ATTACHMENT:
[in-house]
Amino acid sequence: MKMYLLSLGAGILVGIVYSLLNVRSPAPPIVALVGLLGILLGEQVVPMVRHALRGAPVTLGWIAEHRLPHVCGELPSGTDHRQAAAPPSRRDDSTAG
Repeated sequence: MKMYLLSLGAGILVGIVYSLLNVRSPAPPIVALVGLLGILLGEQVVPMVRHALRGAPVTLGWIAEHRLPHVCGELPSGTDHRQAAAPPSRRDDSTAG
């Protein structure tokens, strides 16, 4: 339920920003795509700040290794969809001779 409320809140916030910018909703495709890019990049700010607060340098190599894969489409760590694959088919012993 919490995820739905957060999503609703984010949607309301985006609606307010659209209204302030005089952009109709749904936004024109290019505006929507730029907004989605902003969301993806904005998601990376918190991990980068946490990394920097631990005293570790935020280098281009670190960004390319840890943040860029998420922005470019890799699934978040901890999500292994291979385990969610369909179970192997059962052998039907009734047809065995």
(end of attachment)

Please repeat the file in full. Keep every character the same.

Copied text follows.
[in-house]
Amino acid sequence: MKMYLLSLGAGILVGIVYSLLNVRSPAPPIVALVGLLGILLGEQVVPMVRHALRGAPVTLGWIAEHRLPHVCGELPSGTDHRQAAAPPSRRDDSTAG
Repeated sequence: MKMYLLSLGAGILVGIVYSLLNVRSPAPPIVALVGLLGILLGEQVVPMVRHALRGAPVTLGWIAEHRLPHVCGELPSGTDHRQAAAPPSRRDDSTAG
């Protein structure tokens, strides 16, 4: 339920920003795509700040290794969809001779 409320809140916030910018909703495709890019990049700010607060340098190599894969489409760590694959088919012993 919490995820739905957060999503609703984010949607309301985006609606307010659209209204302030005089952009109709749904936004024109290019505006929507730029907004989605902003969301993806904005998601990376918190991990980068946490990394920097631990005293570790935020280098281009670190960004390319840890943040860029998420922005470019890799699934978040901890999500292994291979385990969610369909179970192997059962052998039907009734047809065995």